Tesla, the world’s most successful electric vehicle (EV) automaker, has agreed to share its charging stations with other automakers.
- In a Thursday statement, Ford announced that Tesla will allow customers to use 12,000 of its available U.S. and Canada-based Supercharger stations.
- Ford will be gradually installing Tesla’s charging port into its new vehicles—including its F-150 Lightning pickup, Mustang Mach-E sports car, and E-Transit vans—allowing its vehicles to take advantage of available EV-charging infrastructure starting next year, although requiring an adapter for older models.
- “We don’t want the Tesla Supercharger network to be like a walled garden. We want it to be something that is supportive of electrification and sustainable transport in general,” tweeted Tesla CEO Elon Musk.
- Details on pricing will be revealed closer to the 2024 launch. Tesla currently charges between $0.25 and $0.50 per kilowatt.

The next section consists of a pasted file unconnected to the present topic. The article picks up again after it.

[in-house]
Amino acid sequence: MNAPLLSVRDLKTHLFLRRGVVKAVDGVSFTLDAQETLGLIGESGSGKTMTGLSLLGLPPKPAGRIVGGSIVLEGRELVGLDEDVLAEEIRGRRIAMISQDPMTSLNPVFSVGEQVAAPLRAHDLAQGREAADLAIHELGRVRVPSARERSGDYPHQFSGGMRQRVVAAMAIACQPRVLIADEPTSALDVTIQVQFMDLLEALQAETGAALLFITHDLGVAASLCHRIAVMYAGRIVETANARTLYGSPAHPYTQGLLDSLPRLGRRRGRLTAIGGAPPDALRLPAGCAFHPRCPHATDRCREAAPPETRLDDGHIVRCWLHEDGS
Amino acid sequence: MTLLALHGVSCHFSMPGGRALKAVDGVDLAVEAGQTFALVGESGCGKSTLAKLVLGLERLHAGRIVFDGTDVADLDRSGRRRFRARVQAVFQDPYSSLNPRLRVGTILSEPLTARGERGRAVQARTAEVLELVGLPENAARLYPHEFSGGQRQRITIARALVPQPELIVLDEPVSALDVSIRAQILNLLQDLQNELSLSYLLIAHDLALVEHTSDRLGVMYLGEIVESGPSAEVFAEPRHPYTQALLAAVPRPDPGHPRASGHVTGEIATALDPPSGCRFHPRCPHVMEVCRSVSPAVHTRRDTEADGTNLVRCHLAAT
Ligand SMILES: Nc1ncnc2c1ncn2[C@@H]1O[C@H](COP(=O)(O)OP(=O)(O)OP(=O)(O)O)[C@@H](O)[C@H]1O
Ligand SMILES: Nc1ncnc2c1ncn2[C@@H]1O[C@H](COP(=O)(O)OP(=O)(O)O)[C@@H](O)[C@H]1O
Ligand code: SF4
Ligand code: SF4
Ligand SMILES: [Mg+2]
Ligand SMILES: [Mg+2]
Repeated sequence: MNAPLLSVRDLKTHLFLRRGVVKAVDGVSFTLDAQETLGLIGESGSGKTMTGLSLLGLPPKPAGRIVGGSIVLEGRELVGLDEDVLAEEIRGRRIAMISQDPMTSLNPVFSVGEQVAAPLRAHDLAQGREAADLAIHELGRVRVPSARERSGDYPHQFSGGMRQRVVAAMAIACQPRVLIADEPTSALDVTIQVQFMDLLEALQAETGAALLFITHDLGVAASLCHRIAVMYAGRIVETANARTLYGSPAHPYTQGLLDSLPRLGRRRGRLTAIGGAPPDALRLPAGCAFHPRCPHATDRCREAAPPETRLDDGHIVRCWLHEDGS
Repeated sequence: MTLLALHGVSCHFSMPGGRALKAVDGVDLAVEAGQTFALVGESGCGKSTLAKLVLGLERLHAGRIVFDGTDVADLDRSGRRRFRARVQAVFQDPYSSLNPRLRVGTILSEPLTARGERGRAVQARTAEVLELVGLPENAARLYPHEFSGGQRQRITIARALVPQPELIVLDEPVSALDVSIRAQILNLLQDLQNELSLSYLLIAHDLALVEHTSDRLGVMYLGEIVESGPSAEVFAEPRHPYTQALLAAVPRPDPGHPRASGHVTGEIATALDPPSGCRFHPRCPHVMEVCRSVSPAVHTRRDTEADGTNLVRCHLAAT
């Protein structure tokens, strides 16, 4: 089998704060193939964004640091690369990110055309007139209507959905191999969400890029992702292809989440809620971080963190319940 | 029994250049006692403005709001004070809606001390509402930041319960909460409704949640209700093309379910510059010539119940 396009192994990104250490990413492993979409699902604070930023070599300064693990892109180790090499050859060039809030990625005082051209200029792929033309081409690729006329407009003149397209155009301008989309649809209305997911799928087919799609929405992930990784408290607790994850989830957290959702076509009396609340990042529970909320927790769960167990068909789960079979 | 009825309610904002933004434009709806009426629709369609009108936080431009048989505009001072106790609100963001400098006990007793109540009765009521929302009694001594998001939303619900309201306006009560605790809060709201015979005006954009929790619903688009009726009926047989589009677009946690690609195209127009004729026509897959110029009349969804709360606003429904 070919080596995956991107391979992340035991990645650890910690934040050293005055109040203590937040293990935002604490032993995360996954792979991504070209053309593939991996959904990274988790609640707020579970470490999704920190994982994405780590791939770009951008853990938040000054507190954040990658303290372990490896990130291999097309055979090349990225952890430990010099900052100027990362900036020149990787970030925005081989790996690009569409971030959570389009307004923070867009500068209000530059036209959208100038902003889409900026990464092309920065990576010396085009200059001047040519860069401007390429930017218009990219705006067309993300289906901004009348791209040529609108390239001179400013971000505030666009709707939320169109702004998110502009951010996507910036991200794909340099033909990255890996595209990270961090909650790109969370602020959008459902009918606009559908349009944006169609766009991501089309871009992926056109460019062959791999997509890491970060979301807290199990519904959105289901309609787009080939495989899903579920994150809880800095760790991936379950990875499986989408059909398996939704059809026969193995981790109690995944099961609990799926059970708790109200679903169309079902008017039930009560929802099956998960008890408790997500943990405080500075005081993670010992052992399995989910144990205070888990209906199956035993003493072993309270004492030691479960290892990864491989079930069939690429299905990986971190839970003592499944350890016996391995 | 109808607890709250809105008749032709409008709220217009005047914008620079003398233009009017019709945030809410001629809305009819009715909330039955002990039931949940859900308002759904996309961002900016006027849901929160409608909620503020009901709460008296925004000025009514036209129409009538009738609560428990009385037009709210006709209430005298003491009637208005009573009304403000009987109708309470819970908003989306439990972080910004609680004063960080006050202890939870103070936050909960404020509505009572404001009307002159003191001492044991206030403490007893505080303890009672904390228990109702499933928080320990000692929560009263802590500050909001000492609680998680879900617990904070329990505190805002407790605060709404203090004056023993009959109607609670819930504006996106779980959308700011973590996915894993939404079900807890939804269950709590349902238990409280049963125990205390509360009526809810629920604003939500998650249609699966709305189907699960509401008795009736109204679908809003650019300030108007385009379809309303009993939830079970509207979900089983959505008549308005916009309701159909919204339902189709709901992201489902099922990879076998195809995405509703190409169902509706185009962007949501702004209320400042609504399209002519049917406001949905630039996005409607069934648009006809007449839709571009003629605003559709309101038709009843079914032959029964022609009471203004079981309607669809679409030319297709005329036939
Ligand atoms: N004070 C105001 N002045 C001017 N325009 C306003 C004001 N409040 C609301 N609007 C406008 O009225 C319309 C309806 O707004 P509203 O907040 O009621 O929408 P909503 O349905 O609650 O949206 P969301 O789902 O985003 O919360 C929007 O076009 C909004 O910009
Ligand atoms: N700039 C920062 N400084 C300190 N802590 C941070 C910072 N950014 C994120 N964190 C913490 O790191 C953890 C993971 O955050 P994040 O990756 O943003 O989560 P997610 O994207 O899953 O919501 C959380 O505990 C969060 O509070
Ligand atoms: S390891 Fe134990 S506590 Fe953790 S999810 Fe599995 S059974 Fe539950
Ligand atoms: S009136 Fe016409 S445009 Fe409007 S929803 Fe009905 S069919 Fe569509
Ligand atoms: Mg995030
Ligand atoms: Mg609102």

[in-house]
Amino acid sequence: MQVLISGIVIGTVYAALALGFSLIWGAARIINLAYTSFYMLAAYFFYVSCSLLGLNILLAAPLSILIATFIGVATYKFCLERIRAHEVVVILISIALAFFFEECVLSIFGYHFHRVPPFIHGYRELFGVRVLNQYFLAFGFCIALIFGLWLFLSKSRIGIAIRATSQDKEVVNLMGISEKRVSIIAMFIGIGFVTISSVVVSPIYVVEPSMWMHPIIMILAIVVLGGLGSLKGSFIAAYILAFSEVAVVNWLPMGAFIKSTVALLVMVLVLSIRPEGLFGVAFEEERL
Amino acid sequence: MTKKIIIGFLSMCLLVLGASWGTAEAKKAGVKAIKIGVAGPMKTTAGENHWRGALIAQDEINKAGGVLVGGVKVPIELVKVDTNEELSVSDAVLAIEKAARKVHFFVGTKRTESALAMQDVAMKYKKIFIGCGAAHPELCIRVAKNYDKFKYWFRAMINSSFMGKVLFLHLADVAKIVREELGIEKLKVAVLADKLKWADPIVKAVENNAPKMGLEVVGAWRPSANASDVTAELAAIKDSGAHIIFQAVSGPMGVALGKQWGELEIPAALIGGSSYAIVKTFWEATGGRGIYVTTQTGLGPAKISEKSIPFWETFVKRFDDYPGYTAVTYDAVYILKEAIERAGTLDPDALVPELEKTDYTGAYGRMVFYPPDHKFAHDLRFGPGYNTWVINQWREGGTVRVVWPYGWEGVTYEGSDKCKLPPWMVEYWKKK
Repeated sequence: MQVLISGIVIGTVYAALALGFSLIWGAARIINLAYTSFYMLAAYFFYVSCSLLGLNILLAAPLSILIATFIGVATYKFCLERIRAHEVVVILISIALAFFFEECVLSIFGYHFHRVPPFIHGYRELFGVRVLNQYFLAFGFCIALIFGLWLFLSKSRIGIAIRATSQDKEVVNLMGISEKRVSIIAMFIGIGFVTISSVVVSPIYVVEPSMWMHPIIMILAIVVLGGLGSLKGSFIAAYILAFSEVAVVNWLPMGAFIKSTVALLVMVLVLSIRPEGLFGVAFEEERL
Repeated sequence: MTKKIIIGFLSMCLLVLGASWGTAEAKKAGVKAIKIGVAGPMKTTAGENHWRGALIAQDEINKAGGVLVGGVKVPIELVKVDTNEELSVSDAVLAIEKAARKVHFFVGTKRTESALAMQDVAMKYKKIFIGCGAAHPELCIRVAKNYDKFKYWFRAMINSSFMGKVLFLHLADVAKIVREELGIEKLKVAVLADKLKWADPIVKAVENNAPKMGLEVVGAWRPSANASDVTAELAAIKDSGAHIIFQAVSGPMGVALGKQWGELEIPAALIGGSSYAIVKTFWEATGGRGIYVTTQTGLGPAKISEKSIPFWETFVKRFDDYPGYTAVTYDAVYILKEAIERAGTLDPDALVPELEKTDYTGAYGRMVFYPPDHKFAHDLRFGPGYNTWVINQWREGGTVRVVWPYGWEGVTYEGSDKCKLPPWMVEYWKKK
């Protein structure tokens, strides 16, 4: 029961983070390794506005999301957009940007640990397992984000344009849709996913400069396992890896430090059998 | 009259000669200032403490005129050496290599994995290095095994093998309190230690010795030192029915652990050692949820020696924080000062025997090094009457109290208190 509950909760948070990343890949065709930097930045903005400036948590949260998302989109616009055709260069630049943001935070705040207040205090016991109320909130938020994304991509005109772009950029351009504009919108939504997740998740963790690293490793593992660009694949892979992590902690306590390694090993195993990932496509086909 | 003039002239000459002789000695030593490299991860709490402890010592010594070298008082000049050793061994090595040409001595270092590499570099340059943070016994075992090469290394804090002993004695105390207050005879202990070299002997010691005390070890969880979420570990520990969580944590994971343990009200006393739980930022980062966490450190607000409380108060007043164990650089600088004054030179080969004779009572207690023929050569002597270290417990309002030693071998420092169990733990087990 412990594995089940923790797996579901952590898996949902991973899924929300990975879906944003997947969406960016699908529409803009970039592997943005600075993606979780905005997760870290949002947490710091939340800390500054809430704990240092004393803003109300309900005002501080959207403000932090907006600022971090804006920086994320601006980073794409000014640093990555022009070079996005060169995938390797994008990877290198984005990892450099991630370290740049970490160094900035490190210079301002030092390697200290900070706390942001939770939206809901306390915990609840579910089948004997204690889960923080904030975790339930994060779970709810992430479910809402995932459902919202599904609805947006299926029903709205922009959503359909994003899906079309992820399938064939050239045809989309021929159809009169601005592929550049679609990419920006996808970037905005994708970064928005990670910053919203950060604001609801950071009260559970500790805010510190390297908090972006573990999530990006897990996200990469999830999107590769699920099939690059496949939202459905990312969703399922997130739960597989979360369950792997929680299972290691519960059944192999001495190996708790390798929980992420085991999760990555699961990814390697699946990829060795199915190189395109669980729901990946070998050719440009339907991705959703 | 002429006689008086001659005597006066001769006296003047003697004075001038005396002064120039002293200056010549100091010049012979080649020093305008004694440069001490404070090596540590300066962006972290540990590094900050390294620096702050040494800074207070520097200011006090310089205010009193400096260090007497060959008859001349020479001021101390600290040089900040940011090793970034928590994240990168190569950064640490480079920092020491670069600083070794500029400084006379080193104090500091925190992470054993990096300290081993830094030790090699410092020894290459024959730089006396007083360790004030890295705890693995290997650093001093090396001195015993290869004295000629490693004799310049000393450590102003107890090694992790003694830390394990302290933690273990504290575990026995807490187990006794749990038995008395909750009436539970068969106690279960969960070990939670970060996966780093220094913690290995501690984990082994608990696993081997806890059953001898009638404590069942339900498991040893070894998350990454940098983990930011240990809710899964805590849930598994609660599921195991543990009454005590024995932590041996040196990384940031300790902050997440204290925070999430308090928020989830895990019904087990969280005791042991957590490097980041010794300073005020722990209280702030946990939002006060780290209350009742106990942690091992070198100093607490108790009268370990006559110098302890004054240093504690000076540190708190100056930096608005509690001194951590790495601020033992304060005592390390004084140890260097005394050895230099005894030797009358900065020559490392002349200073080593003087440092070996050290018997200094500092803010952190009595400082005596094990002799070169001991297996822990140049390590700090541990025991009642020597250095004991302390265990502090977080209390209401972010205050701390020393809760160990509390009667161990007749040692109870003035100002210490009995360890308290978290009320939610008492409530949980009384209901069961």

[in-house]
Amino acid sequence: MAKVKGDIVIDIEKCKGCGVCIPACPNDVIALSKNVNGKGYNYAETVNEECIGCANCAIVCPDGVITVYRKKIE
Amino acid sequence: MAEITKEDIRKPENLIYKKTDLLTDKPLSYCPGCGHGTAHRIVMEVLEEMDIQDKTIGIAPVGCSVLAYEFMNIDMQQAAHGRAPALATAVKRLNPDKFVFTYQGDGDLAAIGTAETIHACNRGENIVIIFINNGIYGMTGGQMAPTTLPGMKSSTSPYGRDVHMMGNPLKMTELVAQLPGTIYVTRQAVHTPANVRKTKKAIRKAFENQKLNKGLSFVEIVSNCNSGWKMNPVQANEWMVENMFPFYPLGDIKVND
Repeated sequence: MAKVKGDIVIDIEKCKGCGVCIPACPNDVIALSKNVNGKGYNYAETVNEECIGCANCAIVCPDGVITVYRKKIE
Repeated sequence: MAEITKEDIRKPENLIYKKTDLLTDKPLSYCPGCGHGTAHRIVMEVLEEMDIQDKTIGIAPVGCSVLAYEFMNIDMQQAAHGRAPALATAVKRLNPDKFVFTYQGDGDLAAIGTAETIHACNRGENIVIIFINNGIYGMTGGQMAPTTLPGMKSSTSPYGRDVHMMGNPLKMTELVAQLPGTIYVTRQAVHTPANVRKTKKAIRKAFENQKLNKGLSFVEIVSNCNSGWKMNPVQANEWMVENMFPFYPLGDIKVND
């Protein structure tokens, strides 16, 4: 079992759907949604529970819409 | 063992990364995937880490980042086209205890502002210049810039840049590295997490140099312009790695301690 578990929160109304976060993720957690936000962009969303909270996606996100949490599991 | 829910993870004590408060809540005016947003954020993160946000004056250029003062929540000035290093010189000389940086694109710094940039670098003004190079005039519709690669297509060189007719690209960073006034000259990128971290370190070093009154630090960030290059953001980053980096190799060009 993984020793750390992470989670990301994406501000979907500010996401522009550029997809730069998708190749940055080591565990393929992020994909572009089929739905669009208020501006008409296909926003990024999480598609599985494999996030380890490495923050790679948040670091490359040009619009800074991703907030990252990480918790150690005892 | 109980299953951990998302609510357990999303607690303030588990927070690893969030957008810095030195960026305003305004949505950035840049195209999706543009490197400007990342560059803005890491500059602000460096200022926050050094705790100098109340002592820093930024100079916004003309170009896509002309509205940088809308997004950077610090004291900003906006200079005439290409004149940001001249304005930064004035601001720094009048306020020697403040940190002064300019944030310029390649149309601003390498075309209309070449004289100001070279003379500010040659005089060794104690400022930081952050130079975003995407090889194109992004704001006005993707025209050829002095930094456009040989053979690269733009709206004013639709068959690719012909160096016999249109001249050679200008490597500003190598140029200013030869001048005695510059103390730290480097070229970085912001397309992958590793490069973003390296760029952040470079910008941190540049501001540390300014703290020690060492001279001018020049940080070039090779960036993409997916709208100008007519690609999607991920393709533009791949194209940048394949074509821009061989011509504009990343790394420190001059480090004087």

- Both Ford (0.5%) and Tesla (2%) saw stock jumps on Thursday after the announcement, Forbes reports.
Why It’s Important
One of the major stumbling blocks to the widespread adoption of EVs is the lack of charging infrastructure. Potential buyers fear they would run out of charge and not be able to fuel up. In addition to an insufficient number of chargers, non-Tesla chargers have a high rate of malfunction, frustrating consumers.
The global push to embrace clean energy has created an opportunity for Tesla to help push EV technology into the mainstream.
The Biden administration has pushed a goal of building 500,000 EV charging stations before 2030 to create a sustainable network for long-distance travel using EVs. Thus far, short-range driving limitations of EVs, limited battery capacity, and limited charging stations have made the technology not suitable for long-distance travel in the U.S. Teslas only have a general range of 270 to 400 miles before requiring a charge.
As we previously reported, the Biden administration struck a deal with Tesla in February to make its growing network of 17,000 charging stations partially available for other EV brands. Tesla plans to open 7,500 chargers for shared use by the end of next year. The deal stands to offer Tesla additional revenue through charging fees.
“We think this is a huge move for our industry and for all electric customers,” says Ford CEO Jim Farley.